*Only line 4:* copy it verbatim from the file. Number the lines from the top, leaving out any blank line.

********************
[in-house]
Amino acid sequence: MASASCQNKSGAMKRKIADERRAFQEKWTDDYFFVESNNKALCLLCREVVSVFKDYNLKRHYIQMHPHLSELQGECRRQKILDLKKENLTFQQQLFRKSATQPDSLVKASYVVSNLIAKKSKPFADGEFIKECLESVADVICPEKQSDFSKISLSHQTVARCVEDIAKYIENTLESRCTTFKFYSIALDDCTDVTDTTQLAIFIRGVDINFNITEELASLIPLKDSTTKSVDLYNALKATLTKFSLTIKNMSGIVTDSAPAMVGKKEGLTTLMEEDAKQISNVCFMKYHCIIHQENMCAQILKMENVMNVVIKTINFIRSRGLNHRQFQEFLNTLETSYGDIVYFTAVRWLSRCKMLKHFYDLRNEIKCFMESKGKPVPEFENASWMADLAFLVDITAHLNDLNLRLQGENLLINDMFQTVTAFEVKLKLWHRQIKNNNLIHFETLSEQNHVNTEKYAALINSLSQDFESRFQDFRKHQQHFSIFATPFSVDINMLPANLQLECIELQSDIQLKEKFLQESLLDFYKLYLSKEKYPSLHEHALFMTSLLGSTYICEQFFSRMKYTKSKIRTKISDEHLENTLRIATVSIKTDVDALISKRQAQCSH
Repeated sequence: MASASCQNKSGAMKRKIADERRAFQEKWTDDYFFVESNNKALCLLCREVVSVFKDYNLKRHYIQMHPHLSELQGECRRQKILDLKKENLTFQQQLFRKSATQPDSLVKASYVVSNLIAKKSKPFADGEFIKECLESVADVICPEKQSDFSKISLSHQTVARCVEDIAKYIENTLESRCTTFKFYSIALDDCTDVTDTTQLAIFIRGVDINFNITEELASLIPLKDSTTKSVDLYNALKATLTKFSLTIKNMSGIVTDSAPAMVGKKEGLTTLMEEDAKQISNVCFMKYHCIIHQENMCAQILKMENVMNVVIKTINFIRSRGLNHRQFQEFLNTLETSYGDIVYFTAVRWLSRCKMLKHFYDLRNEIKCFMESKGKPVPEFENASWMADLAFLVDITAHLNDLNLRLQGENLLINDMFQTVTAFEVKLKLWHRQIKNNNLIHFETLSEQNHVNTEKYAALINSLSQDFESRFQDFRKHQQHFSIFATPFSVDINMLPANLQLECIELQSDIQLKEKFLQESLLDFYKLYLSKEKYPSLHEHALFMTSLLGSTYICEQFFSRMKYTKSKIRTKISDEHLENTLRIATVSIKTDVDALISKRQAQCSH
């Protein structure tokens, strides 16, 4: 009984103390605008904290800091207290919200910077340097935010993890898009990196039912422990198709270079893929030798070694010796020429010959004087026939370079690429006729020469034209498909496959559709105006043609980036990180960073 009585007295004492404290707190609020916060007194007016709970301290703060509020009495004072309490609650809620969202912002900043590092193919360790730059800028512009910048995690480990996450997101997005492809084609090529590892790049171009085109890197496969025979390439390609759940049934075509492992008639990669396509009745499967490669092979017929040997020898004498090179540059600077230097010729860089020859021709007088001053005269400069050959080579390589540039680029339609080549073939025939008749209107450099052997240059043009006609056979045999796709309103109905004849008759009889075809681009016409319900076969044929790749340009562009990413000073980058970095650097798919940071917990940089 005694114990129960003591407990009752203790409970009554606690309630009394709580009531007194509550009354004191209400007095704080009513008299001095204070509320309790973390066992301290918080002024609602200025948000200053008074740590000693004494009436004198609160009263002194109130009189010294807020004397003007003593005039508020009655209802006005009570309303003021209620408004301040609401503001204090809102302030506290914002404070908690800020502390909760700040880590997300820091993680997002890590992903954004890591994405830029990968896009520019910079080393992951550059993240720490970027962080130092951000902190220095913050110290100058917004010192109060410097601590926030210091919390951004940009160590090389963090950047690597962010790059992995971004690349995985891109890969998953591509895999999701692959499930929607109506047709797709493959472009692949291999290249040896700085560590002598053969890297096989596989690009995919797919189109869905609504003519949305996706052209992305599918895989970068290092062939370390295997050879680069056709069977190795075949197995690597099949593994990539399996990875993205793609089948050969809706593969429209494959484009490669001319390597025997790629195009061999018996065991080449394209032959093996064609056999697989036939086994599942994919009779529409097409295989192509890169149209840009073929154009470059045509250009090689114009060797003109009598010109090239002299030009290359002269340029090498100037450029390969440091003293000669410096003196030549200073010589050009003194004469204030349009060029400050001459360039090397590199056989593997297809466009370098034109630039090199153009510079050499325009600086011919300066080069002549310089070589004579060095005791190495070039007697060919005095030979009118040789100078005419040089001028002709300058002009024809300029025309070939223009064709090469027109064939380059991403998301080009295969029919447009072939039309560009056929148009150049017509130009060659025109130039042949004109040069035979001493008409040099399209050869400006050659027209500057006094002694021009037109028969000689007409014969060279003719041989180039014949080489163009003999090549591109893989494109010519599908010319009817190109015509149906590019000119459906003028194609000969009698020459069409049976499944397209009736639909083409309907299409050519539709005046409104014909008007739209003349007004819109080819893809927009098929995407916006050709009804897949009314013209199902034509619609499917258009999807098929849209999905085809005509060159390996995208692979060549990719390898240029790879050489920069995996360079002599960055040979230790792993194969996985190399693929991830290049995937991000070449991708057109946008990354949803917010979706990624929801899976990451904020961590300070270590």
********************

């Protein structure tokens, strides 16, 4: 009984103390605008904290800091207290919200910077340097935010993890898009990196039912422990198709270079893929030798070694010796020429010959004087026939370079690429006729020469034209498909496959559709105006043609980036990180960073 009585007295004492404290707190609020916060007194007016709970301290703060509020009495004072309490609650809620969202912002900043590092193919360790730059800028512009910048995690480990996450997101997005492809084609090529590892790049171009085109890197496969025979390439390609759940049934075509492992008639990669396509009745499967490669092979017929040997020898004498090179540059600077230097010729860089020859021709007088001053005269400069050959080579390589540039680029339609080549073939025939008749209107450099052997240059043009006609056979045999796709309103109905004849008759009889075809681009016409319900076969044929790749340009562009990413000073980058970095650097798919940071917990940089 005694114990129960003591407990009752203790409970009554606690309630009394709580009531007194509550009354004191209400007095704080009513008299001095204070509320309790973390066992301290918080002024609602200025948000200053008074740590000693004494009436004198609160009263002194109130009189010294807020004397003007003593005039508020009655209802006005009570309303003021209620408004301040609401503001204090809102302030506290914002404070908690800020502390909760700040880590997300820091993680997002890590992903954004890591994405830029990968896009520019910079080393992951550059993240720490970027962080130092951000902190220095913050110290100058917004010192109060410097601590926030210091919390951004940009160590090389963090950047690597962010790059992995971004690349995985891109890969998953591509895999999701692959499930929607109506047709797709493959472009692949291999290249040896700085560590002598053969890297096989596989690009995919797919189109869905609504003519949305996706052209992305599918895989970068290092062939370390295997050879680069056709069977190795075949197995690597099949593994990539399996990875993205793609089948050969809706593969429209494959484009490669001319390597025997790629195009061999018996065991080449394209032959093996064609056999697989036939086994599942994919009779529409097409295989192509890169149209840009073929154009470059045509250009090689114009060797003109009598010109090239002299030009290359002269340029090498100037450029390969440091003293000669410096003196030549200073010589050009003194004469204030349009060029400050001459360039090397590199056989593997297809466009370098034109630039090199153009510079050499325009600086011919300066080069002549310089070589004579060095005791190495070039007697060919005095030979009118040789100078005419040089001028002709300058002009024809300029025309070939223009064709090469027109064939380059991403998301080009295969029919447009072939039309560009056929148009150049017509130009060659025109130039042949004109040069035979001493008409040099399209050869400006050659027209500057006094002694021009037109028969000689007409014969060279003719041989180039014949080489163009003999090549591109893989494109010519599908010319009817190109015509149906590019000119459906003028194609000969009698020459069409049976499944397209009736639909083409309907299409050519539709005046409104014909008007739209003349007004819109080819893809927009098929995407916006050709009804897949009314013209199902034509619609499917258009999807098929849209999905085809005509060159390996995208692979060549990719390898240029790879050489920069995996360079002599960055040979230790792993194969996985190399693929991830290049995937991000070449991708057109946008990354949803917010979706990624929801899976990451904020961590300070270590």